(v) The Petroleum (profits) Trust Fund (PTF) Nigeria. The PTF was created in 1994 as an intervention agency. It has among its objectives the utilization of increased petroleum product prices for provision/rehabilitation of infrastructure projects. The intended beneficiaries are the regions or areas considered or identified as ‘backward’ in the country. Thus, the PTF provides a simple case of targeting. The PTF consists mainly of social and economic infrastructure projects. Its brief existence shows the difficulties that can be experienced with targeting in ethnic or tribal sensitive societies. In its operation there was no clear policy for the extent and method of targeting. The method adopted can be compared to the locational/geographical targeting option. However, while the PTF lasted, it remained a subject of controversies and criticisms among the three major ethnic/tribal groups in Nigeria. Although existing sub-ethnic groups in Nigeria are quite numerous, they are generally narrowed down to the three (Hausa/Fulani, Igbo, and Yoruba). The Northerners, consist mainly of the Hausa-Fulani tribe, were in support of the program because they appear to be the least developed region in Nigeria. The North consists of 14 states. The East, on the other hand, consists mainly of the Igbo, and 10 states; and the Southwest, consists mainly of Yoruba, has 12 states. The East and the Southwest relatively are considered more developed regions. Based on the objective of the program, and within the general perception in Nigeria, relatively the North should be a major beneficiary of the PTF program/projects.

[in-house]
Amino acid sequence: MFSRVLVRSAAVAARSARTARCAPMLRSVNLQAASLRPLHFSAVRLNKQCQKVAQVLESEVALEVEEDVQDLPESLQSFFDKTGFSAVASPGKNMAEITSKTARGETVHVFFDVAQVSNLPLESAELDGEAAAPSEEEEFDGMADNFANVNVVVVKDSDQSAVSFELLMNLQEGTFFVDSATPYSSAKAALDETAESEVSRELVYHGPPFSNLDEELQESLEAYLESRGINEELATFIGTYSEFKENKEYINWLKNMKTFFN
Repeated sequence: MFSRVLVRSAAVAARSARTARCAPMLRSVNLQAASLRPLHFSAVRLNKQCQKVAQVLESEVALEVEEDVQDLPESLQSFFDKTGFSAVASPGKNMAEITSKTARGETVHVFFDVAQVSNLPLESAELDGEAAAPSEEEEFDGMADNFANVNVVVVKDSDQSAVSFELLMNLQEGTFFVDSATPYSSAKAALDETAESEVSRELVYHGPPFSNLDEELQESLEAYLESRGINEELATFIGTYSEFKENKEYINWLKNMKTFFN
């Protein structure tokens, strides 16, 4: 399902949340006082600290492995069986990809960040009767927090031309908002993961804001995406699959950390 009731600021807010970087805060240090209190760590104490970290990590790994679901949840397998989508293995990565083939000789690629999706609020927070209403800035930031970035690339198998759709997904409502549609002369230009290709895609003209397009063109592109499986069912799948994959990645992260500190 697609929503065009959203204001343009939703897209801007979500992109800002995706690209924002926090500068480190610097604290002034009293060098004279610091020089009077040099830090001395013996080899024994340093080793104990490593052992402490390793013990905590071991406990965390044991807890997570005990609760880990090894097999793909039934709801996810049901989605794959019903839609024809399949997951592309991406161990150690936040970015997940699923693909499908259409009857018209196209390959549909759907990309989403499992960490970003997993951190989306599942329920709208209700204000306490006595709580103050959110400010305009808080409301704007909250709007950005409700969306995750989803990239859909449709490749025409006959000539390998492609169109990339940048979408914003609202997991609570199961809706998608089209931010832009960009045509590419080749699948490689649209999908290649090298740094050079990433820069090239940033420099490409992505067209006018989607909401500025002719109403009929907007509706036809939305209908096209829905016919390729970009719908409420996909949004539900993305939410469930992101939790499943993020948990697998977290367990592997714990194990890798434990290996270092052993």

However, the two other regions had criticized the implementation of the PTF program as being lopsided. It has been accused of favoring one particular tribe or section of the country, at the expense of the others. Its implementation was also subjected to political criticisms. The Northerners saw the intervention agency as making a significant impact on the lives of the people (of the North) through its contribution in the area of socioeconomic infrastructure projects such as education, health care, water supply, and opening the rural North. On the contrary, the South and East generally saw the program as a waste of national resources, a creation of parallel government, unnecessary duplication of objects of public expenditure, and unnecessary transfer of national resources from the South to the North. It was criticized on political grounds as being unconstitutional. Also that it exacerbated corruption in the country, lacked transparency, and exacerbated existing levels of inequalities across the country. In principle, the PTF has targeted areas (or zones) considered in need of those amenities. However it suffered from ethnic or tribal sensitiveness of the Nigerian polity.

(VII.a) : PTF Regional distribution of Projects:

Since the PTF appears to be a more recent experience in targeting development program/ projects, its allocation of funds is analyzed as shown in the List of Tables at the end of this paper. The data had been obtained from various recent newspaper reports in Nigeria. In the PTF, the federation is segmented into 6 zones as shown in Table 1. Zone 1 comprised of the ‘core’ North and so on (See Table 1).